Review: Osprey Seral Hip Pack


loads are distributed in the back of the bag, Osprey builds in a ribbed lumbar panel that circulates cooling air and stabilizes the pack. All the internal seams are taped and sewn, and the inside of the pack's two main compartments are lined with water-resistant fabric.
A separate zip pocket accesses the 1.5 liter HydraPak reservoir, which has baffles that maintain the shape of the bladder to conform to the pack when it is full to capacity. That is huge, because un-baffled reservoirs impinge upon internal space and can make repacking gear a chore. A padded compartment Inside the hydration pocket can be used to protect a camera or smartphone and separate fragile items from jostling against gear in the main storage area.

Smaller details: The hydration hose has a quick-release function at the reservoir and a magnetic latch fixes its bite valve to the waistband. Quality zipper pulls are handy for gloved or freezing hands, while four compression straps flank the main compartment to keep small loads from shifting and to ensure the pack is expandable for epic days on the bike. The Seral is claimed to hold 7 liters of gear, including its 1.5 liter reservoir, and weighs only 0.82 pounds (370 grams). MSRP is $85 USD, and the pack is covered by Osprey's "All Mighty" guarantee, which basically covers any product for any reason.

Trail Report

Two things I've always liked about Osprey packs are the quality construction and light weight. The Seral hip pack stows a lot of gear and it's built to last, yet it weighs less than a pound. Placement of the waist belt and side pockets is spot on. They stayed clear of my movements when they were loaded with spare gloves and food, yet they were easy to access without shifting the pack around.On the subject of shifting around, cheers to the designer who came up with the Airscape lumbar pad. It supports the weight and keeps it laterally secure so effectively that I didn't take notice that I was wearing it while riding of the area's most infamous rock trails. No vertical or horizontal shifting - and it was loaded with a jacket, tools, a pump, my camera, and a nearly full reservoir of water.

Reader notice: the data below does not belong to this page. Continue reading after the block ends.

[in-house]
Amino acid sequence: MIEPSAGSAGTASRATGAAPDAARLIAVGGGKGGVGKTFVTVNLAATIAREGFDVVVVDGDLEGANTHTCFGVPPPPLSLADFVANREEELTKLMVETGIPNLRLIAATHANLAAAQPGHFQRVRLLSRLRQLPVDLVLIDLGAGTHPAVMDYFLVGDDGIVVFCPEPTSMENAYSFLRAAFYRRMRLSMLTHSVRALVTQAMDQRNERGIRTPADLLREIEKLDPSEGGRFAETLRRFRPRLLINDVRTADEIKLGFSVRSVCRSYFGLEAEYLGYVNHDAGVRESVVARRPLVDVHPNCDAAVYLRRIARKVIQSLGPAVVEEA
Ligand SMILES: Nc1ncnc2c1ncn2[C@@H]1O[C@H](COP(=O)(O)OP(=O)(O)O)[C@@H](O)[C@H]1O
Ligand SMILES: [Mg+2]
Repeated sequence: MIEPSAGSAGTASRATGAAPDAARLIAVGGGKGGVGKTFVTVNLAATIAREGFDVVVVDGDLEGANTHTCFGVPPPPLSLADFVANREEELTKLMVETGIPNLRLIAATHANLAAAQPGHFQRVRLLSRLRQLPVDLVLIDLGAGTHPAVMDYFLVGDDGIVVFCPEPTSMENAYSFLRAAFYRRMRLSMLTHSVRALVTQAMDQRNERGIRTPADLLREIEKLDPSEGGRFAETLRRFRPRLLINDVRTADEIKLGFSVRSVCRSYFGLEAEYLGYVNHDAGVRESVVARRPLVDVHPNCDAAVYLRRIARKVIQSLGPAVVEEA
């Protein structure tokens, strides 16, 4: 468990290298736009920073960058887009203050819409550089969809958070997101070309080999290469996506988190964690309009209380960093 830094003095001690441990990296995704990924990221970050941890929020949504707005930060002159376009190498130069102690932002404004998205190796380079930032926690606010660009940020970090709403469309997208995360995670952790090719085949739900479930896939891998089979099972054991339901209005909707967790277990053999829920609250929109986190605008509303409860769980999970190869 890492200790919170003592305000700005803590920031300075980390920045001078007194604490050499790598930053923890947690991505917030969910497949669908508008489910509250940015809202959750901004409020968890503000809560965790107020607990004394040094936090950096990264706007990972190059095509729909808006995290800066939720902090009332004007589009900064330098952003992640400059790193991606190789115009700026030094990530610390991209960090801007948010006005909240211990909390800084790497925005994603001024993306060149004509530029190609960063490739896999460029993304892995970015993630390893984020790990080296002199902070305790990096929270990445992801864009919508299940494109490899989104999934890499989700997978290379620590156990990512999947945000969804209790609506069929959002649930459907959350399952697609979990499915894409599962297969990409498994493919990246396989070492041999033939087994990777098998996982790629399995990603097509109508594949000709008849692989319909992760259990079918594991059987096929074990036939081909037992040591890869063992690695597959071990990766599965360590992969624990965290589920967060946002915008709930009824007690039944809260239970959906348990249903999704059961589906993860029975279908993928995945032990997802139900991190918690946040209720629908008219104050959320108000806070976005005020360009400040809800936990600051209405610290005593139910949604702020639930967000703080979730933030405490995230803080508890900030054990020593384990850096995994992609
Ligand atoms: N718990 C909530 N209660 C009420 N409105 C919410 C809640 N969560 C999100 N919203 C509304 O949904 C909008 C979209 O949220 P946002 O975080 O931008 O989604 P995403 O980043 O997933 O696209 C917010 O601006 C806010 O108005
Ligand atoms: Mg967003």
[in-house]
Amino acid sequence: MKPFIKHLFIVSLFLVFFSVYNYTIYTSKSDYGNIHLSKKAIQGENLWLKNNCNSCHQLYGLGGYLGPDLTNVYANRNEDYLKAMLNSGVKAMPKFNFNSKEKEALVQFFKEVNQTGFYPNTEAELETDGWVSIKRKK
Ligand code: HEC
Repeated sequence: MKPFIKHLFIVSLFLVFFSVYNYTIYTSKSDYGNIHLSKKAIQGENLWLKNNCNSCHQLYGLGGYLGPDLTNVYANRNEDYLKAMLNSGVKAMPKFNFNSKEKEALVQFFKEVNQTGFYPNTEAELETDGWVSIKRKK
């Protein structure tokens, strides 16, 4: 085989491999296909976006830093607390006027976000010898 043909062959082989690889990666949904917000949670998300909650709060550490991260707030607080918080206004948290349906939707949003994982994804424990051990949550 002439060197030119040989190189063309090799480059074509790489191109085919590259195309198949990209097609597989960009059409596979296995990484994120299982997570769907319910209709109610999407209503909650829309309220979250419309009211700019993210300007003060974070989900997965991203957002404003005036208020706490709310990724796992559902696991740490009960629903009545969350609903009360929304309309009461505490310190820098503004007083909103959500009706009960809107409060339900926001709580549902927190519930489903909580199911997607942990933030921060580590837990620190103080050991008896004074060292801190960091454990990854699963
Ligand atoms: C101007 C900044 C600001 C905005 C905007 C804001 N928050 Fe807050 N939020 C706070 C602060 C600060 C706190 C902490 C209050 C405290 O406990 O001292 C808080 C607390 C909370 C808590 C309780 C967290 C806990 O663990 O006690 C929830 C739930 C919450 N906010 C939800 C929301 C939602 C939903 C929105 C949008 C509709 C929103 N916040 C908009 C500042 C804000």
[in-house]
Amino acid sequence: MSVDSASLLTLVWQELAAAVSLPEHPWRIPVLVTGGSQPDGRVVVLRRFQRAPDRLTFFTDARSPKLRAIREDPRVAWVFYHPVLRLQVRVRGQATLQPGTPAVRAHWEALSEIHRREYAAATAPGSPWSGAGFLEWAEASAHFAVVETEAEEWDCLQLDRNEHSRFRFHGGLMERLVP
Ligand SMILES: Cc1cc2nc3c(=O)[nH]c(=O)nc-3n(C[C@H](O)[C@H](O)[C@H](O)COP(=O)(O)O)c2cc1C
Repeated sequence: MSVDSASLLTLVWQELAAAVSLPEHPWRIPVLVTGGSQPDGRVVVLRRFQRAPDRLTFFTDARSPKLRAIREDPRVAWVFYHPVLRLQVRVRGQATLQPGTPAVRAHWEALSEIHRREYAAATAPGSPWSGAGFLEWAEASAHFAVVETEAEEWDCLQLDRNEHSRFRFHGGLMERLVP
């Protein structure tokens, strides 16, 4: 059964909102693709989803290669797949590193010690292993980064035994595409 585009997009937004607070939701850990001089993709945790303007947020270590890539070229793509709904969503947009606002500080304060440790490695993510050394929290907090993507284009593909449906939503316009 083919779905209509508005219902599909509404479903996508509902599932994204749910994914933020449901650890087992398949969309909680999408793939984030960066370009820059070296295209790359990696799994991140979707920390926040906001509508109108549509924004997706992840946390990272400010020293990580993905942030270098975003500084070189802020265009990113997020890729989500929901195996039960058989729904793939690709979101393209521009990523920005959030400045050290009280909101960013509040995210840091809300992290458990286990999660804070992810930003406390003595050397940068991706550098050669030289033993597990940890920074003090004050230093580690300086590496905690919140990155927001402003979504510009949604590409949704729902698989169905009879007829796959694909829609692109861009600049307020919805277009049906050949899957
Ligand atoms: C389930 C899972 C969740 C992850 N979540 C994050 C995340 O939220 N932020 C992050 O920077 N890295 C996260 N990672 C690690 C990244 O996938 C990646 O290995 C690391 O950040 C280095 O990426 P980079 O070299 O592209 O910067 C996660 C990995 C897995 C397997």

Enough praise, there was one important aspect of this pack that did not fire on all cylinders during the review period. The magnetic latch for the drink-tube bite valve was not secure enough to take a glancing blow from trailside brush, occasional contact while leaning against my bike, or a flailing elbow. The location of the tube allows it to swing behind the rider when the bite valve escapes its mooring (which it did on occasion) and some unfortunate day, it will surely meet its end attempting to mate with my spinning rear wheel. Stronger magnets may be the solution, but I'd suggest that Osprey hook up with Fidlock and use their more secure magnetic latch for the Seral's bite valve.

Pinkbike's Take:

bigquotes One of the most functional and comfortable hip packs I have ever used for carrying a useful stash of gear on unbridled technical rides. I wish I didn't have to be mindful of its magnetic bite valve latch, but for now, I am willing to fuss with it because the Seral ticks every other box.RC